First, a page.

Think young people do sex better? Think again, in this live storytelling show in which locals over 65 share true stories from their sex lives
Canadian company Mammalian Diving Reflex describe their remit as "entertainment for the end of the world." Their last show in Melbourne was Haircuts by Children (featuring ten-year-olds giving adults hair cuts) and their forthcoming show involves local over-65s talking about their sex lives. And yes, we will sit for two hours and listen to our (no doubt) more experienced elders talk about sex.
Named after a survival reflex in mammals, Mammalian Diving Reflex are on a mission to create shows that trigger the best in human behaviour. In their company statement, they write: "We trust we’ll get through this century in one piece, we just have to get out of the way and let our natural tendencies of generosity unlock and redistribute the world’s abundance." We like the cut of their jib.
Check out our Melbourne Festival 2017 highlights hit list.
Time Out Sydney's 4-star review of the Sydney Festival 2015 season:
It looked a lot like this would be Sydney Festival’s most titillating show, and that suspicion was not allayed when the audience was plied with wine (a free glass for every ticket holder) and asked to stand and repeat a collective oath not to repeat what they heard in the room that night.
So we weren’t prepared for how emotional this two-hour journey across six sex lives would be.(Though given the mission statement of Canadian company Mammalian Diving Reflex, we probably should have twigged to it).
Selected from respondents to a public call-out, the six people on stage (Paul, Judith, Ronaldo, Jennie, Liz and Peter) ranged from 63 to 73, and were born in Scotland, Sri Lanka and Australia. Two men identified as gay, one of them with a bisexual history. Starting from 1942, and counting down the years to 2016, the show took us through their birth stories, childhood sexual experiences, and highlights from the subsequent years of dating, fucking, loving and losing.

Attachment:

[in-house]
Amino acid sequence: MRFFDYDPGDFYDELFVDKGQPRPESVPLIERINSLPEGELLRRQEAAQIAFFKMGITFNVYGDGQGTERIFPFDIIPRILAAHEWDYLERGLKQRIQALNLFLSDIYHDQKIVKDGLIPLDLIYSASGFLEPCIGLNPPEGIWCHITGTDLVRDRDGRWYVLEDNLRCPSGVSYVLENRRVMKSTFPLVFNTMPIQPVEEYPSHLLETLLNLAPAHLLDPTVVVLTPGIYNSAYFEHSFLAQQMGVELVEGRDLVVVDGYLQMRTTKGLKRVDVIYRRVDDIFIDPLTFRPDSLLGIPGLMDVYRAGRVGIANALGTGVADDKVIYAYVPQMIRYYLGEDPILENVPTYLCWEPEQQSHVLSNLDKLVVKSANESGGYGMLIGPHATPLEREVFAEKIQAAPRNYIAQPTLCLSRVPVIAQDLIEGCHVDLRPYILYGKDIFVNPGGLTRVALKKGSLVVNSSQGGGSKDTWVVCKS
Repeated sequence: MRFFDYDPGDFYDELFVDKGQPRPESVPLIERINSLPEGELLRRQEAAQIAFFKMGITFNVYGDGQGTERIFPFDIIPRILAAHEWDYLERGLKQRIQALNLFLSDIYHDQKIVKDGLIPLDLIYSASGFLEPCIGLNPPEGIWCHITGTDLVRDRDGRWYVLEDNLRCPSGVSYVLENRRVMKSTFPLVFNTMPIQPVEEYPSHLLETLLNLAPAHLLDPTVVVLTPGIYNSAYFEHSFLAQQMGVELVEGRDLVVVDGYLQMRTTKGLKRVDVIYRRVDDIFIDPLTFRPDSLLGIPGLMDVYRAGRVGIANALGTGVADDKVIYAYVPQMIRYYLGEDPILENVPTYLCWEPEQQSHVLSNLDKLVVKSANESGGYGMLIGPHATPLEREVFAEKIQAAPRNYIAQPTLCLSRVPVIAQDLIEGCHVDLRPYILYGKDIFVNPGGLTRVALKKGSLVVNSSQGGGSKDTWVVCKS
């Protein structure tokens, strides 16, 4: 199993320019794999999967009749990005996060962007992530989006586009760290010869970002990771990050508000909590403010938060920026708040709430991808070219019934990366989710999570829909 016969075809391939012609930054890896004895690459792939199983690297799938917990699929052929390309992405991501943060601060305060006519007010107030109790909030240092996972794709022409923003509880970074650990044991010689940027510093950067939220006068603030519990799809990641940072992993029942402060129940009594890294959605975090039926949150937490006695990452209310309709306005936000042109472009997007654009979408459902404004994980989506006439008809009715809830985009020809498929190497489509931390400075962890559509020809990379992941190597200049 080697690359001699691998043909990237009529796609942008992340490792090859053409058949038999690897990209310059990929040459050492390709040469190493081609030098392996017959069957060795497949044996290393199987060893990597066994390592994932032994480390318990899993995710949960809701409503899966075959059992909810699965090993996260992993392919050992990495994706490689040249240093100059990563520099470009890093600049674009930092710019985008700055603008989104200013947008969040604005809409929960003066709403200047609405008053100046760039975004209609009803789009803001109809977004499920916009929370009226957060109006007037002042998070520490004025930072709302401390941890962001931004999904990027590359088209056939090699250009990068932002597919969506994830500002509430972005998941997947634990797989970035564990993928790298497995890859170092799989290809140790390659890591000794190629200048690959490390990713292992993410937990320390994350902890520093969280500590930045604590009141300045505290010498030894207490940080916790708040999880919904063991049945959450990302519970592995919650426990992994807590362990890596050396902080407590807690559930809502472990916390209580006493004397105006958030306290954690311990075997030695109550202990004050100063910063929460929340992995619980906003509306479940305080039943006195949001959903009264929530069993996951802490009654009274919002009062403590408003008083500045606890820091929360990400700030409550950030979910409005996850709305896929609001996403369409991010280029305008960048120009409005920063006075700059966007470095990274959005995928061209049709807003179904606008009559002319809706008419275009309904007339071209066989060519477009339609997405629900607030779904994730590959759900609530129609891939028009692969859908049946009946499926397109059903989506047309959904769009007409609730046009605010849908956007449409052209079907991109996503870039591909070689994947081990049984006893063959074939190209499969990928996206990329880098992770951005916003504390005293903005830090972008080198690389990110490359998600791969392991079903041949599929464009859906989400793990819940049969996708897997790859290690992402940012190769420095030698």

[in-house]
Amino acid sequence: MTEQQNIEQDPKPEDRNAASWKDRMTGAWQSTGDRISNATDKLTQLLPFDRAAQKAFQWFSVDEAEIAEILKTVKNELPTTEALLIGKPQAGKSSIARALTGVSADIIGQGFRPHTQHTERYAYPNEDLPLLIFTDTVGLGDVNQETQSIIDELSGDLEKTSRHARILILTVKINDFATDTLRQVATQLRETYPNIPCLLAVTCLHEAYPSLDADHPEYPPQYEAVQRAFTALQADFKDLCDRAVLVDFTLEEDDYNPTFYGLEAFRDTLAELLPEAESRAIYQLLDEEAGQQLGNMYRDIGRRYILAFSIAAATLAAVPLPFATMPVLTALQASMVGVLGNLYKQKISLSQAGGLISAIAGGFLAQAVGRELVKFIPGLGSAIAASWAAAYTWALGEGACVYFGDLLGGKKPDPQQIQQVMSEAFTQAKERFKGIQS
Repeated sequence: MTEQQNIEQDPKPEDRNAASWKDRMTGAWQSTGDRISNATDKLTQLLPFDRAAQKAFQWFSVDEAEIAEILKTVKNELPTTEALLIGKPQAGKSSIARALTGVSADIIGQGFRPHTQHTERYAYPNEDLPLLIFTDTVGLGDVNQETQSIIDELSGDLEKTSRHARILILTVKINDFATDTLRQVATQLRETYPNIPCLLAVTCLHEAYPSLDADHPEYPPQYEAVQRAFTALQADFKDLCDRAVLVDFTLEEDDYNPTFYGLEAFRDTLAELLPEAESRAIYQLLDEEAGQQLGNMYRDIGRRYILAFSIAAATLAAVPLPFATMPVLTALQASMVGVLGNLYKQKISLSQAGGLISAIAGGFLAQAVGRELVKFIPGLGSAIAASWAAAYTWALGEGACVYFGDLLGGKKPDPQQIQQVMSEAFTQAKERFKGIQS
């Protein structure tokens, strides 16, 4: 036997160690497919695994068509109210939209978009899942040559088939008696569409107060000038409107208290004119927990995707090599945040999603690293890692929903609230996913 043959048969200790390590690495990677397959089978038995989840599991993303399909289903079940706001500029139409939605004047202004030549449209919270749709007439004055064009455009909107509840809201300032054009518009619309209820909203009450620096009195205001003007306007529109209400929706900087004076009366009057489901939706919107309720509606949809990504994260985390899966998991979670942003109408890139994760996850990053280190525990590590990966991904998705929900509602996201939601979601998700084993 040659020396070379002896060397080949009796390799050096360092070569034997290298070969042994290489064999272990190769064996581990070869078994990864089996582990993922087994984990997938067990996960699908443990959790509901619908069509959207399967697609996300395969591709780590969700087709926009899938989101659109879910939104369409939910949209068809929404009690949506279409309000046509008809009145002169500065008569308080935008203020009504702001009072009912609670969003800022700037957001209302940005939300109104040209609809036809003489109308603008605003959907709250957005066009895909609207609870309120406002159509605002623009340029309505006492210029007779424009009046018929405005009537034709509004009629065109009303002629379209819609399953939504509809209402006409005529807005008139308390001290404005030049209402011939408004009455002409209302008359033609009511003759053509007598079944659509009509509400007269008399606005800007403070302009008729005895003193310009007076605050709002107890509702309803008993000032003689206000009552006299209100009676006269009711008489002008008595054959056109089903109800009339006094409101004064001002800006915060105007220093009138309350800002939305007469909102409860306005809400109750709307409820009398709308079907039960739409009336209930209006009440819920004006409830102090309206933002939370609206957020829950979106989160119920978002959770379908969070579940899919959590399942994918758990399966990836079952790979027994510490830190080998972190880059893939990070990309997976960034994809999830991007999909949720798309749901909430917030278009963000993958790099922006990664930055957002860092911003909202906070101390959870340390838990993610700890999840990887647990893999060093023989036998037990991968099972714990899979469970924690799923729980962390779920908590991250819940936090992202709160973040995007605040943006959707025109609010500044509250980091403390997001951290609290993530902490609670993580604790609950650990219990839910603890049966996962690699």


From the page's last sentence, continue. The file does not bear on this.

Inevitably, as an audience member, you splice your own experiences into this narrative – which is part of the fun, and part of the emotional payload of the production.
But members of the Mammalian Diving Reflex company also stop along the way to allow their performers to ask questions of the audience (Did you ever rub yourself against an inanimate object as a child? Has a partner ever stolen from you?) and then give the mic over to individual audience members to respond. Genuinely no two nights of this show could be the same. More importantly, it creates a real sense of community and dialogue in the room. Shit gets rowdy, frankly.
In the end, it felt a bit like all these stories became one big story – and all sexual, romantic and relationship norms were gradually elided in favour of a big tapestry of messy life experience. And perhaps for this reason, we can overlook the fact that, in this Sydney-specific production, there were no gay or bisexual women (let alone transgender) and only one person of colour.